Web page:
"The Political Edge" Needs Sharpening
Needs honing: On Sept. 2 at 7 p.m. I turned on the TV to check out the first edition of WGME-TV’s “News 13 at Seven: The Political Edge.”
Well, not really.
I’d already had enough politics for one day, so I watched the Red Sox game. But I recorded Channel 13’s new program, and this morning, I gave it my undivided attention. For much of the half hour, that was three-quarters of my attention too much.
There’s nothing edgy about “The Political Edge.” It begins with a brief roundup of the day’s news, followed by a lengthy weather forecast. Only then does it turn its attention to politics.
First, there was a clip from the previous night’s Larry King show in which Democratic political consultant James Carville suggests Maine’s own Olympia Snowe would have made a better vice-presidential pick for the Republicans than Alaska Gov. Sarah Palin.
Interesting, but there isn’t much more host Gregg Lagerquist could think to do with this nugget, so it’s on to person-on-the-street interviews. What do Mainers (Portlanders, really) think of the news that Palin’s teenage daughter is pregnant? Based on a half-dozen brief soundbites, we can conclude that some of them think it’s a big deal and others don’t care.
The show is now about half over, and I’m happy I didn’t miss the first inning of the Boston game for this.
Next up, Lagerquist sits down (he’d previously been standing) for a live interview with U.S. Sen. Susan Collins. He asks her a decent question – how she feels about Palin’s conservative social positions and support for oil drilling – but, as is often the case with Lagerquist interviews, he let’s her dodge any controversy by saying she doesn’t agree with everybody in the GOP about everything, but she’s proud her party has nominated a woman. No follow up. You’d think the questioning would be a little more aggressive on a program called the “Edge.”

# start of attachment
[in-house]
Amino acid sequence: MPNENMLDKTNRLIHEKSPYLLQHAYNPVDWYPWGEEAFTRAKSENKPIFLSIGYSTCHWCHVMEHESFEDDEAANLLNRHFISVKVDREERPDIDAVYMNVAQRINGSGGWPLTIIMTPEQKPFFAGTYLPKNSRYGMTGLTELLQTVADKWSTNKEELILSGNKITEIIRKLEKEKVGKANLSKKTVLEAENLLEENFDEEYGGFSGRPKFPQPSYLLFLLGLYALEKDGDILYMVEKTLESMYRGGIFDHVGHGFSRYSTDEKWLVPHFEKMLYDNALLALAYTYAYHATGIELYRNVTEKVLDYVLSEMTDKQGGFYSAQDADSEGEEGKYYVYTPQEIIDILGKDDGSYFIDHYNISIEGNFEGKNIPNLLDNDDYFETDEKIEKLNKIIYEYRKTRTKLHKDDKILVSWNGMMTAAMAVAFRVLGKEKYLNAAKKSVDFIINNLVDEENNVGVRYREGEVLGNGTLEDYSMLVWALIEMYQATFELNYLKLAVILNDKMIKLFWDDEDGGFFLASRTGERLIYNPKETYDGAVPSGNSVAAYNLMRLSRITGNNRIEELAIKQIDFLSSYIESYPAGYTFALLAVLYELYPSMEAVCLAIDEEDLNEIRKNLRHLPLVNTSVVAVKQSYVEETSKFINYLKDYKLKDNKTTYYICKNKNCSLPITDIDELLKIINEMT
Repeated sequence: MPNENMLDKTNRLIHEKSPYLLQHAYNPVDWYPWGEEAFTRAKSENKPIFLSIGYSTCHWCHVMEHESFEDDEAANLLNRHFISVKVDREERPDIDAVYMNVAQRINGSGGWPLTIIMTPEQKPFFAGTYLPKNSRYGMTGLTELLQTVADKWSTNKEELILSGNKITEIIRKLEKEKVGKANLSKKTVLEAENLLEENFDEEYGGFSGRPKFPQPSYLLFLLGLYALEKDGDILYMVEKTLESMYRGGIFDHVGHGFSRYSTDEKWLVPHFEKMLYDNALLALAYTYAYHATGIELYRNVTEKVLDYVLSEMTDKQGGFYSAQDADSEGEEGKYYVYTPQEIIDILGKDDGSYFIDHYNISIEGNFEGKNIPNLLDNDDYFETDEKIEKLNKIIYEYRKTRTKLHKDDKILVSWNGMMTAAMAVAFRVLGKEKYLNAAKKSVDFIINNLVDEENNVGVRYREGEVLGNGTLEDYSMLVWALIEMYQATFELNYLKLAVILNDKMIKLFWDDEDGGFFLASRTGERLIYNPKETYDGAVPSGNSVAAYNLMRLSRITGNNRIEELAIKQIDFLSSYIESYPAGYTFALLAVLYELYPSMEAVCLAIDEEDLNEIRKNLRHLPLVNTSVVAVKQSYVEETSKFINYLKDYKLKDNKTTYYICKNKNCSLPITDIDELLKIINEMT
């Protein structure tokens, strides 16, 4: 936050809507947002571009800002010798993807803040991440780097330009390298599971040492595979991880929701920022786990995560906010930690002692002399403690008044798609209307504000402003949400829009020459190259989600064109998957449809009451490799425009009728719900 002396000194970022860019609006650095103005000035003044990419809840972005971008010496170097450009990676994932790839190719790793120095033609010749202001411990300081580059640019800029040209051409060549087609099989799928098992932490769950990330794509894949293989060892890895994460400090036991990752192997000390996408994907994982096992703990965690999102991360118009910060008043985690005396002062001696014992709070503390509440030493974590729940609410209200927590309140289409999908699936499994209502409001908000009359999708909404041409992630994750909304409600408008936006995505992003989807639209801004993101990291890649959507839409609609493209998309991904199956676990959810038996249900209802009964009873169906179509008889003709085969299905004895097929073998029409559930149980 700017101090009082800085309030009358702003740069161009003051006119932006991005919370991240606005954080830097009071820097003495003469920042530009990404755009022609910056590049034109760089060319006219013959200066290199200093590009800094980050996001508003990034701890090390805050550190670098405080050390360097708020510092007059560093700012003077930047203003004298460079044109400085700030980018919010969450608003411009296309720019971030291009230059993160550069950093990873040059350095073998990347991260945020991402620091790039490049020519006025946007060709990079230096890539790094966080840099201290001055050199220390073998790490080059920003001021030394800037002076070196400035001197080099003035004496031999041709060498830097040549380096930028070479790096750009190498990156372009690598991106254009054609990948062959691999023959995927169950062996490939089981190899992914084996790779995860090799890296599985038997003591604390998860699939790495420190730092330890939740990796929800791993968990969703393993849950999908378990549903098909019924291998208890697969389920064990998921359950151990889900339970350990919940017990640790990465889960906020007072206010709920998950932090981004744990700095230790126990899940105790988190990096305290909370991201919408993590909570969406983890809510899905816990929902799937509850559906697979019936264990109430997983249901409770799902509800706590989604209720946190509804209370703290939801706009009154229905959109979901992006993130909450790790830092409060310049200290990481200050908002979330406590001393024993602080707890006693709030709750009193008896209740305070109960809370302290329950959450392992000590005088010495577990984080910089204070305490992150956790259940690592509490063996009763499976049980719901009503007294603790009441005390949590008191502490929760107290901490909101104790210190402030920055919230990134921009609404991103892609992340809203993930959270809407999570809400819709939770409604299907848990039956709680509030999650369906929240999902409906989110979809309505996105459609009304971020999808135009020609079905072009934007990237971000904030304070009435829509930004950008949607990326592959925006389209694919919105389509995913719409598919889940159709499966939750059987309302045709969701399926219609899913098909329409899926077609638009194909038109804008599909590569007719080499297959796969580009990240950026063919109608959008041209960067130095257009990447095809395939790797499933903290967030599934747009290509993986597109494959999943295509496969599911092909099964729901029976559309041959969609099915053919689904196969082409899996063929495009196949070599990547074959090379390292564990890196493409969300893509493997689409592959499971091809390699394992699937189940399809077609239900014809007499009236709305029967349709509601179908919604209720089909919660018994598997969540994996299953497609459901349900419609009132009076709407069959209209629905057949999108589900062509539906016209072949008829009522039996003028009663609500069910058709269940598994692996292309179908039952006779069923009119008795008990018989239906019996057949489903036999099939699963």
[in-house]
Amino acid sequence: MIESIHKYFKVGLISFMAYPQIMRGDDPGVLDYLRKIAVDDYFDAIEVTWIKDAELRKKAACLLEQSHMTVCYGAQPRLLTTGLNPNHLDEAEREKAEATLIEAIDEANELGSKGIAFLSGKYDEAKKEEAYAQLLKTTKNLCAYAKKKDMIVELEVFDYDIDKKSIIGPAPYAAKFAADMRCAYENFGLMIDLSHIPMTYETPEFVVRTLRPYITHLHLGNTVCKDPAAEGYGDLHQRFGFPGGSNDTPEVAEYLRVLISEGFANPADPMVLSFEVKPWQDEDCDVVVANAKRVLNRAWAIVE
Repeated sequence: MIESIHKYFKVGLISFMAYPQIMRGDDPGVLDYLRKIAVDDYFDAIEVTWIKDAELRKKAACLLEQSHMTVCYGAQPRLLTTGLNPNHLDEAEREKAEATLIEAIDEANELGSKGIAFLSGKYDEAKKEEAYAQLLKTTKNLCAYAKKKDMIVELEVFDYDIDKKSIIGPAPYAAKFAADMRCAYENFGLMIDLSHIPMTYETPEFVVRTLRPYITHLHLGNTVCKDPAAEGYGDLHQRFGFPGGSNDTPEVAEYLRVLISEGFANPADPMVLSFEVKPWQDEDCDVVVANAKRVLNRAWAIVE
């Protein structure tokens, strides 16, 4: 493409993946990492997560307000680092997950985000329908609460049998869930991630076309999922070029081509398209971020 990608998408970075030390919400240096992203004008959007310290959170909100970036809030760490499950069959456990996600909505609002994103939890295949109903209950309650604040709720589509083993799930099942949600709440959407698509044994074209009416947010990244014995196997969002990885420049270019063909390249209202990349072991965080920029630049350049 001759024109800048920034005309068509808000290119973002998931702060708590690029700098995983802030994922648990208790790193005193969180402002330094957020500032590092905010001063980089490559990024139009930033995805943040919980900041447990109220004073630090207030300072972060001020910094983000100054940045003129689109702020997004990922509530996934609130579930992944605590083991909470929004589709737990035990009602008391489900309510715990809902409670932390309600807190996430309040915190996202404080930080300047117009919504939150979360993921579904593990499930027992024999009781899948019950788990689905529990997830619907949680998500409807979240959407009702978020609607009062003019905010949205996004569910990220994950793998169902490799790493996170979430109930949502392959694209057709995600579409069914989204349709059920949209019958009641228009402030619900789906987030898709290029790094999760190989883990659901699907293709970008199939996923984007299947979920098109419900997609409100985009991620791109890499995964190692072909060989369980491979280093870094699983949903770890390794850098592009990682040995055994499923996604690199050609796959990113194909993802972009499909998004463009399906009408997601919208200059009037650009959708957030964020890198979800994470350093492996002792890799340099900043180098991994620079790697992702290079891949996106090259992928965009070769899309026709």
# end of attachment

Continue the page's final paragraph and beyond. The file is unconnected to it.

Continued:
Throughout the interview, Collins appears to have a tremor in her voice, as if she’s nervous, but she doesn’t have much reason to be. The rest of the segment is predictable, covering well-trodden ground. Nothing new. Nothing newsworthy.
Lagerquist wraps things us by promising that the next show will take a look at how the Web is affecting campaigning and campaign coverage.
That would have been edgy – two election cycles ago.
The Sox play an afternoon game today, so there’s no competition with the show’s second edition. Fortunately, I have Netflix.
Needs a reality check: NBC Nightly News aired its segment on the problems at the Portland Press Herald last week (it no longer seems to be available for online viewing), and, as has been the case with the Boston Globe and other national media covering this story, focused mostly on the rumor the paper might be forced to shut down. The more likely scenario – that the Press Herald will continue to publish until a new owner is found – doesn’t make for very good TV.
NBC may have the last laugh, though. According to an industry insider with knowledge of the situation at the Blethen Maine Newspapers (the Press Herald’s owner), the going-out-of-business coverage could be hampering efforts by Maine Media Investment to purchase the company.
“Stupid stories like these will just make it harder for [MMI partner Richard]Connor to find investors and banks to help him buy the paper,” said the source.
Still needed: Josie Huang, the ex-Press Herald health reporter laid off in one of the recent rounds of downsizing, started working at Maine Public Broadcasting Network’s Portland studio this week as a news producer.
Needs to get away: T. Cushing Munjoy, the pseudonymous blogger who frequently outraged Press Herald staff and management with his pointed postings, has called it quits.
Munjoy put his Pressing The Herald blog on hold in March, claiming the current regime was so resistant to change, there was little point in critiquing the paper until editor Jeannine Guttman and her cronies were gone.
With the prospect of new ownership, Munjoy returned, as acerbic and insightful as ever. And, as ever, as ignored in the pages of the Portland daily.
On Sept. 2, he posted for the final time, a single line that read “-30-“ typographer’s code for the end of a story.
In an e-mail, he explained his decision to quit: “The situation at the PPH — the present product and most importantly the ownership/leadership — is beyond redemption. Confronted with example after example of ways to improve and better serve readers (and hardly just from me) they've never even tried. They always 'know better.' Their failure — unwillingness – to learn and adapt is as astounding as it is confounding.
“There are other windmills to tilt at.”
Al Diamon can be e-mailed at email@example.com.